Austin Tate and Richard Wheeler were in Japan in November 2005 on a seven day visit to promote the work being done on I-X for emergency response
. They were out to see senior decision makers and emergency responders in the Tokyo Metropolitan Government's Disaster Response Centre. They met with companies, such as NTT Data, who are key providers of the systems used to give resilient communications and coordination in the face of large scale natural disasters. The team also spoke with organisations exploring rescue and home companion robots, such as Sony and Toshiba.
The visit was supported by Scottish Enterprise as part of the I-X/IM-PACs Proof of Concept (POC) Project for which Austin Tate is P.I. and Richard Wheeler is the University's commercialisation manager. The POC project is to assist AIAI in its efforts to put I-X into productive use and to commercialise the technology in various ways. Emergency response has been the primary focus of the POC work to date. This builds on three decades of Edinburgh work on advanced planning technologies, and a decade of work for the UK and US governments on search and rescue using I-X/I-Plan and its predecessor O-Plan.
The presentations focused on the possibilities of applying advanced planning, communication and coordination technologies to crisis modelling, planning, and response integration across Japan. They drew strong interest from senior Tokyo Metropolitan Government and Japanese Defence Force officials. Companies who provide the systems in day-to-day use across the prefectures in Japan and those looking to advanced robotic rescue systems also found the technology of interest for possible future concepts in their systems. Contact has been established with rescue-orientated research groups too. A visit to the main Tokyo area Disaster Response Centre has given valuable information for the I-X Rescue work.
I-X and POC Project co-ordinator Austin Tate said "this has been a great chance for us to meet some of the key people in emergency response in Japan, an area prone to natural disasters, and discuss future ways in which I-X can be put into use to respond to such events and to really save lives. We could not have gained access to such influential individuals and organisations without the support we received for commercialisation from the Scottish Enterprise POC project, ERI, the School of Informatics business development framework, and Scottish Development International out in Tokyo".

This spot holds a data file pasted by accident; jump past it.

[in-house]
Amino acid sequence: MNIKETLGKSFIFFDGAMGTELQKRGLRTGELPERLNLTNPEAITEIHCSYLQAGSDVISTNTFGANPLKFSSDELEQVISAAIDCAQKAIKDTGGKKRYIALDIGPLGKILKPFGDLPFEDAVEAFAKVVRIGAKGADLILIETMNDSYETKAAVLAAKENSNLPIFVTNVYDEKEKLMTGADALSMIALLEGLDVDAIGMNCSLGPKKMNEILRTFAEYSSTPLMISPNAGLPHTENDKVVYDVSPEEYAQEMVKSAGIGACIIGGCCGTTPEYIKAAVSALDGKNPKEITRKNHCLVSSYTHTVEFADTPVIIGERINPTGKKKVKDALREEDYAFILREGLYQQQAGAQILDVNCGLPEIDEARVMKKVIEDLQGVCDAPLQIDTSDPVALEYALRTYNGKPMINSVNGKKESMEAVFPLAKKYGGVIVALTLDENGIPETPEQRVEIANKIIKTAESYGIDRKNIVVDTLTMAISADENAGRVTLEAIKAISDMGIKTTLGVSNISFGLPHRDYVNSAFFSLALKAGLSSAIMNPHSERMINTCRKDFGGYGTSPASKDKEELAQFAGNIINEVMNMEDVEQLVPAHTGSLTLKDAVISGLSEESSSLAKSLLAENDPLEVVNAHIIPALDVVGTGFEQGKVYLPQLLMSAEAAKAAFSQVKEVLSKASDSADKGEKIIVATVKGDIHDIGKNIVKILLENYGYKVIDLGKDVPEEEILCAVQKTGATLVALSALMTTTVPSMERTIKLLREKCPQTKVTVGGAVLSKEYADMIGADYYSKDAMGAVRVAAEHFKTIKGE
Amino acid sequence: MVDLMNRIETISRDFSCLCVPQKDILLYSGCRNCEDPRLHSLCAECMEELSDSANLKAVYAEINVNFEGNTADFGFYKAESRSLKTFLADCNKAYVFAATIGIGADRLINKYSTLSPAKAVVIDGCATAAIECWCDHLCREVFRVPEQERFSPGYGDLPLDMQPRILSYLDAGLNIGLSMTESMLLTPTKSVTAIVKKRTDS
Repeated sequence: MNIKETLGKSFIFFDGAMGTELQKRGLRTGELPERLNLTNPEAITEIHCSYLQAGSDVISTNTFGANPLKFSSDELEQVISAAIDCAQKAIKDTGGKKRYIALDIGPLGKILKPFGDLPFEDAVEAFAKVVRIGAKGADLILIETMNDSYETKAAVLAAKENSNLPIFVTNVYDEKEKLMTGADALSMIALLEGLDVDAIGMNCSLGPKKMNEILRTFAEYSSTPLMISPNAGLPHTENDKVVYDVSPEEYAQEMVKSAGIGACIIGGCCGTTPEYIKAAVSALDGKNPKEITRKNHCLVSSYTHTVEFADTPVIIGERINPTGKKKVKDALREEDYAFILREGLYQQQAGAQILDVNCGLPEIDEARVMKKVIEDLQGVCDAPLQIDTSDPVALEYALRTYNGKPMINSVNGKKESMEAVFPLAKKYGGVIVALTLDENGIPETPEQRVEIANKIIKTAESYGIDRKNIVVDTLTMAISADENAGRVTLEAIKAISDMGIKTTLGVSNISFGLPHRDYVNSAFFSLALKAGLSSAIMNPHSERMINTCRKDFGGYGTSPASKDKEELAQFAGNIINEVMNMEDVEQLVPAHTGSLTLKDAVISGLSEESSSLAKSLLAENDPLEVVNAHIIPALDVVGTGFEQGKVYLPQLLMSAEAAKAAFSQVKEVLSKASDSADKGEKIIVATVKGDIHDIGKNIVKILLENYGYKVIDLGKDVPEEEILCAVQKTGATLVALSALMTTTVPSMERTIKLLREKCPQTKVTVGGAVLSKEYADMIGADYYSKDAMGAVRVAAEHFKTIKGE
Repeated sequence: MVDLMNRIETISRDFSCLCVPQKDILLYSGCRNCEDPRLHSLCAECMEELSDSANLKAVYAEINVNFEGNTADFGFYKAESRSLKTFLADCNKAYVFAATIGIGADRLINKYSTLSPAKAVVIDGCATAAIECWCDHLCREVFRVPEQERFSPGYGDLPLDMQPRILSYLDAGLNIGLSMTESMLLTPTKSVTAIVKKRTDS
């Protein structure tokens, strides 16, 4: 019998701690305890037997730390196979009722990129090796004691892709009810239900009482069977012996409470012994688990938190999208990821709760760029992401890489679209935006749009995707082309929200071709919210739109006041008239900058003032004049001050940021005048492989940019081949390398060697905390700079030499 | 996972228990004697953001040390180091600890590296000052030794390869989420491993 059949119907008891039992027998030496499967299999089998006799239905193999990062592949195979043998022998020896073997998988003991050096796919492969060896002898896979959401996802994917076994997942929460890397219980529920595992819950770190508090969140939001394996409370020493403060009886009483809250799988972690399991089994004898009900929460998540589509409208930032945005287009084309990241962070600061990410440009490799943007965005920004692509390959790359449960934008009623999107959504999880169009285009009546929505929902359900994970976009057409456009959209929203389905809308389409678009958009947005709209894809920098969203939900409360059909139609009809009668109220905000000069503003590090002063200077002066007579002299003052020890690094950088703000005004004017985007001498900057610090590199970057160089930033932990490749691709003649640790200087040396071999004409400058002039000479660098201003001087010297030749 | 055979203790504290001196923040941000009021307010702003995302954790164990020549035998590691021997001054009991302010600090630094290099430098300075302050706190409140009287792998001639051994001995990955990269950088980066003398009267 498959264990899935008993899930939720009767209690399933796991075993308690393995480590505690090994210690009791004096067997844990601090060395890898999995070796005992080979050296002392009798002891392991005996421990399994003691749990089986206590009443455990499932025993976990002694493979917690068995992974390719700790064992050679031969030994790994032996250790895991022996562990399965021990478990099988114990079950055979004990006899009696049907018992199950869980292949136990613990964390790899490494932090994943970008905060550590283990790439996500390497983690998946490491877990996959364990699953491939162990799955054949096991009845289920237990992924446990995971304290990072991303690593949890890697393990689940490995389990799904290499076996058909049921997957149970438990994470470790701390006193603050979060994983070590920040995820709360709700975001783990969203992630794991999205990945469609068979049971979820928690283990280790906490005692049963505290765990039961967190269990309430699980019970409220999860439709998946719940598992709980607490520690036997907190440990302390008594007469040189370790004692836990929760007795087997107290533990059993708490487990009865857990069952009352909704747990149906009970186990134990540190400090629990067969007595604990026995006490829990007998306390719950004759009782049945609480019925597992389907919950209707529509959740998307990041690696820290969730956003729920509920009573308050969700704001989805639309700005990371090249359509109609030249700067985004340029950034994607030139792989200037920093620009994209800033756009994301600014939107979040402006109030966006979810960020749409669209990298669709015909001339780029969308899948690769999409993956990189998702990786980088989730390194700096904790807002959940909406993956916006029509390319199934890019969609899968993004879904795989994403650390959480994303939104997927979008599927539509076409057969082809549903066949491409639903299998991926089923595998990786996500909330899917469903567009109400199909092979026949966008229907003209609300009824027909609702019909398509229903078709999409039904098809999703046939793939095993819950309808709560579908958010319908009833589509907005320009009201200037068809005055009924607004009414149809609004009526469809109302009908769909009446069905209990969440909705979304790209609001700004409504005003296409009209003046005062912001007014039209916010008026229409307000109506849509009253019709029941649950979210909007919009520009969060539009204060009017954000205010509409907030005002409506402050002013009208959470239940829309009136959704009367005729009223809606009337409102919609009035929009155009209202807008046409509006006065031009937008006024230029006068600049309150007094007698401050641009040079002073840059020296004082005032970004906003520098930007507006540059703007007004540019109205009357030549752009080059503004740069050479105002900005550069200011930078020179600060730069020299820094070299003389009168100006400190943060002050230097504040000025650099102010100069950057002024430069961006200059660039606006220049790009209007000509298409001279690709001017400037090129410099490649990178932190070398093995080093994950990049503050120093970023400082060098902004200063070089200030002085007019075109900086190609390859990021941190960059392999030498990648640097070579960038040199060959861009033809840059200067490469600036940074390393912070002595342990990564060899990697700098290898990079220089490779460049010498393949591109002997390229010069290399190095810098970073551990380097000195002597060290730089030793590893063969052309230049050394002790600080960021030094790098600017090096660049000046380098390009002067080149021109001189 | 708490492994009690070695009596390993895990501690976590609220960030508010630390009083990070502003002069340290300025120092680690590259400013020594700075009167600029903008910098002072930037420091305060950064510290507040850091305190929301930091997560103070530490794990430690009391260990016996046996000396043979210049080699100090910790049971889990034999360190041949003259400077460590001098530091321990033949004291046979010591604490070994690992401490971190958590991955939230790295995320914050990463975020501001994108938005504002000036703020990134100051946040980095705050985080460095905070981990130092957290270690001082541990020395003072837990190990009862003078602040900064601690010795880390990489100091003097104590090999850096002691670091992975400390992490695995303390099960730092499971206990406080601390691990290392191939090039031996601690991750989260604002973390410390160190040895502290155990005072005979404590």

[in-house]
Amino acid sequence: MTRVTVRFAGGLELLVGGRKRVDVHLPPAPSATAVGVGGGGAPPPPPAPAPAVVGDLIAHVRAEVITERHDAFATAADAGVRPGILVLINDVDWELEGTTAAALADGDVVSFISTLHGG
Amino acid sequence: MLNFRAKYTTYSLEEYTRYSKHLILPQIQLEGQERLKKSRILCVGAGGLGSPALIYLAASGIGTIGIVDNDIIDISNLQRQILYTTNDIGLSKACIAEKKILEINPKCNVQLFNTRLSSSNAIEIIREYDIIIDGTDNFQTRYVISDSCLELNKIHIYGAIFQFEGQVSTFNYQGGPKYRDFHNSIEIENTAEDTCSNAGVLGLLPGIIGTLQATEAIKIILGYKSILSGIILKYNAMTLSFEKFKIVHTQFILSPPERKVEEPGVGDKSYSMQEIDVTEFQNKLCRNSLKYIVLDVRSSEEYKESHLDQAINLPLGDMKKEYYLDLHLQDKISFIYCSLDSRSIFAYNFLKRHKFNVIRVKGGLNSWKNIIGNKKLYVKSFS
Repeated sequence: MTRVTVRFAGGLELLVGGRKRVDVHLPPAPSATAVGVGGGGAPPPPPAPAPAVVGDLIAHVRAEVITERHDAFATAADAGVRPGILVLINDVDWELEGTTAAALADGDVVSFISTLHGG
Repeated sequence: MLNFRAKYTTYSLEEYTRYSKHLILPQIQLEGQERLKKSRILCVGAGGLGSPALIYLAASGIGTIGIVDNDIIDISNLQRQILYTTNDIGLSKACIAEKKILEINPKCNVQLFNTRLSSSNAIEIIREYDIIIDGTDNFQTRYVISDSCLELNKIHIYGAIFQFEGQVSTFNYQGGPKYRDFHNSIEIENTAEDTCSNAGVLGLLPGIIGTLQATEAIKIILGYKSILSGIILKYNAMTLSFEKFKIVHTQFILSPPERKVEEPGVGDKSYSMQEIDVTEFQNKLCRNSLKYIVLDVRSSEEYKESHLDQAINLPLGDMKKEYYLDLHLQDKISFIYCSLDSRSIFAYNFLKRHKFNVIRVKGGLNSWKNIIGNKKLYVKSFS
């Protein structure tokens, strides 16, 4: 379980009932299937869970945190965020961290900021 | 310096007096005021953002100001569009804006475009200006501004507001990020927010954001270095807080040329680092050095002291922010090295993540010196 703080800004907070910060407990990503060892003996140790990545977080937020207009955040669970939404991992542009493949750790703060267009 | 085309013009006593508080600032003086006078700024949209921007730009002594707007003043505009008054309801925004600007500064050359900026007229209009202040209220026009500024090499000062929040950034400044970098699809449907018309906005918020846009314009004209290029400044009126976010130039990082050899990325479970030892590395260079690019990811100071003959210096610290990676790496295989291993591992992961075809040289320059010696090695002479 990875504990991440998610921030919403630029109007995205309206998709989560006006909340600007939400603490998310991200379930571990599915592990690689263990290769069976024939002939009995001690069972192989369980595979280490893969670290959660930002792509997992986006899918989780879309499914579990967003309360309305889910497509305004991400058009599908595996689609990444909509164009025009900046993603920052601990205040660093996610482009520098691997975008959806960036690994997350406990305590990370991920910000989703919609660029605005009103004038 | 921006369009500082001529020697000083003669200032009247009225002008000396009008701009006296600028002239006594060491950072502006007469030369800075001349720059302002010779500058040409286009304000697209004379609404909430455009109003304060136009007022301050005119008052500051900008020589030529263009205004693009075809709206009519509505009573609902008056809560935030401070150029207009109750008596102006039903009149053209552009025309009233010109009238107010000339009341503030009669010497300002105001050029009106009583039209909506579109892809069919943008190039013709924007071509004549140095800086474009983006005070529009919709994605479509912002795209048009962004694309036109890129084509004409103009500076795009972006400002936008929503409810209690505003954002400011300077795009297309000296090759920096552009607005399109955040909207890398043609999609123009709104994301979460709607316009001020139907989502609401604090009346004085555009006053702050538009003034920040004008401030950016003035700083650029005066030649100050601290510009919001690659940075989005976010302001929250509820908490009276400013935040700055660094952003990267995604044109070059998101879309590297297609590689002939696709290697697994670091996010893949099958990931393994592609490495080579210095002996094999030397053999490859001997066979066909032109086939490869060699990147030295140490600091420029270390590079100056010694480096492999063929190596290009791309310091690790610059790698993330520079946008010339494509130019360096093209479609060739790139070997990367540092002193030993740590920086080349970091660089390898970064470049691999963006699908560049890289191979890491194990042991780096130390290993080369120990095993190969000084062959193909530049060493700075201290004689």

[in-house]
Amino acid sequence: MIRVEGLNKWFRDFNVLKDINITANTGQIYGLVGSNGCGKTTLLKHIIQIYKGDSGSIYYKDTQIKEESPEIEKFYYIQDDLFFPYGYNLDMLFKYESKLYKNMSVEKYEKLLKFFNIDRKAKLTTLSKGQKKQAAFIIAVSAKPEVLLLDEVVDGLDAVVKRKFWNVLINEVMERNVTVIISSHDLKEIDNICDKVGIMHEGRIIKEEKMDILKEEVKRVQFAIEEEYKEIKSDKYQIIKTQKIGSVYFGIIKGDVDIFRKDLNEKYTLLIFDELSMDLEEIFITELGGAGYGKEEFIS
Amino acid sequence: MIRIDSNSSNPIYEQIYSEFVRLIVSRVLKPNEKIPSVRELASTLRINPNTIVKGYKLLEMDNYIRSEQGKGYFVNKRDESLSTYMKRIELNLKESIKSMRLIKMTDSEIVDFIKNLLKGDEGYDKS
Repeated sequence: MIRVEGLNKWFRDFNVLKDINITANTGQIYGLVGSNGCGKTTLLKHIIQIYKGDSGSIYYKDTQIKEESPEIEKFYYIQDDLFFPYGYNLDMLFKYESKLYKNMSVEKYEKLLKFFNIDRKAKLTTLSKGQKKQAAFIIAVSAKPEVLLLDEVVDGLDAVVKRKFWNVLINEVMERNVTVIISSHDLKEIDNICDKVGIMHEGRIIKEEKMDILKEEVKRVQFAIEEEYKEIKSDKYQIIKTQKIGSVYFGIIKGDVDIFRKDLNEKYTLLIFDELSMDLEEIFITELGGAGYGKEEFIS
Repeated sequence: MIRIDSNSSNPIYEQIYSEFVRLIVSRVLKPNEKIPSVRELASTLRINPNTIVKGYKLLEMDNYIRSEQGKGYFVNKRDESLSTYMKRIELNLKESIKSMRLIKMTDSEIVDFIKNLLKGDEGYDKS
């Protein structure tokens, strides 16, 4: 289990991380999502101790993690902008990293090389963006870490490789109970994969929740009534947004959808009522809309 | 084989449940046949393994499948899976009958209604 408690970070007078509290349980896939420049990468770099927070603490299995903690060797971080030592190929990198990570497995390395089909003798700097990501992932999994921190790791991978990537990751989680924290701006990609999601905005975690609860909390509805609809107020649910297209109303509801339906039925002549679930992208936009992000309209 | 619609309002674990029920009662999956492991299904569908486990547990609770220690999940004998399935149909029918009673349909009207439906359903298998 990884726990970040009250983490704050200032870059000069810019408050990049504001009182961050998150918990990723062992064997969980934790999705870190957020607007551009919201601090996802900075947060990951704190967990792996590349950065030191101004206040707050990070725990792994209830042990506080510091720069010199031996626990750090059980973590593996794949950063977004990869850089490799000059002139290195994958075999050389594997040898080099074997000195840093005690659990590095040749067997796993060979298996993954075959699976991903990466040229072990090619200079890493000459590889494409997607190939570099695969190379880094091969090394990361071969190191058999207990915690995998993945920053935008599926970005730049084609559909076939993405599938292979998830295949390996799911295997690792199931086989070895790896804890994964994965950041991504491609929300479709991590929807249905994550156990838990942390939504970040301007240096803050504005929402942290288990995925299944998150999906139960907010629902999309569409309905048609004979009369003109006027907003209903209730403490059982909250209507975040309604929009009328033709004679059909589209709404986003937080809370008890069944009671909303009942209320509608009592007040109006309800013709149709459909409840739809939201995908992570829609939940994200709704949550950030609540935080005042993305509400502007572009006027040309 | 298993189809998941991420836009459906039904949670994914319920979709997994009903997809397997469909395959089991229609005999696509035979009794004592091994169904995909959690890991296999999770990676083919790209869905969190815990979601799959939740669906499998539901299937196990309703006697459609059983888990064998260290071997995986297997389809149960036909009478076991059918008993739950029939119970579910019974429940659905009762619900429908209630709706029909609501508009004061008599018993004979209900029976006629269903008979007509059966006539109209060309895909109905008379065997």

AIAI's intelligent planning technology, called I-X, is in use throughout the world in such diverse applications as spacecraft assembly for the European Space Agency and in financial help desks, The IM-PACs Proof of Concept project comes to a close at the end of November, and will be followed by a Scottish Enterprise backed POC Plus project which was announced the day the I-X team left for Japan. POC Plus will focus on maximising commercial outcomes. The I-X team are exploring a number of channels for deploying the technology to achieve the aim of widespread use, especially in highly dynamic emergency response contexts. As part of this, Austin Tate has joined Rhetorical CEO Marc Moens to create I-C2 Systems Ltd which will target markets for virtual operations centres using a range of complementary technologies, including, it is hoped, I-X.
The Informatics team visiting Japan also included Sethu Vijayakumar, Anatoly Sorokin and Stuart Moodie who are anchoring research collaborations in robotics and systems biology with Japanese companies and organisations.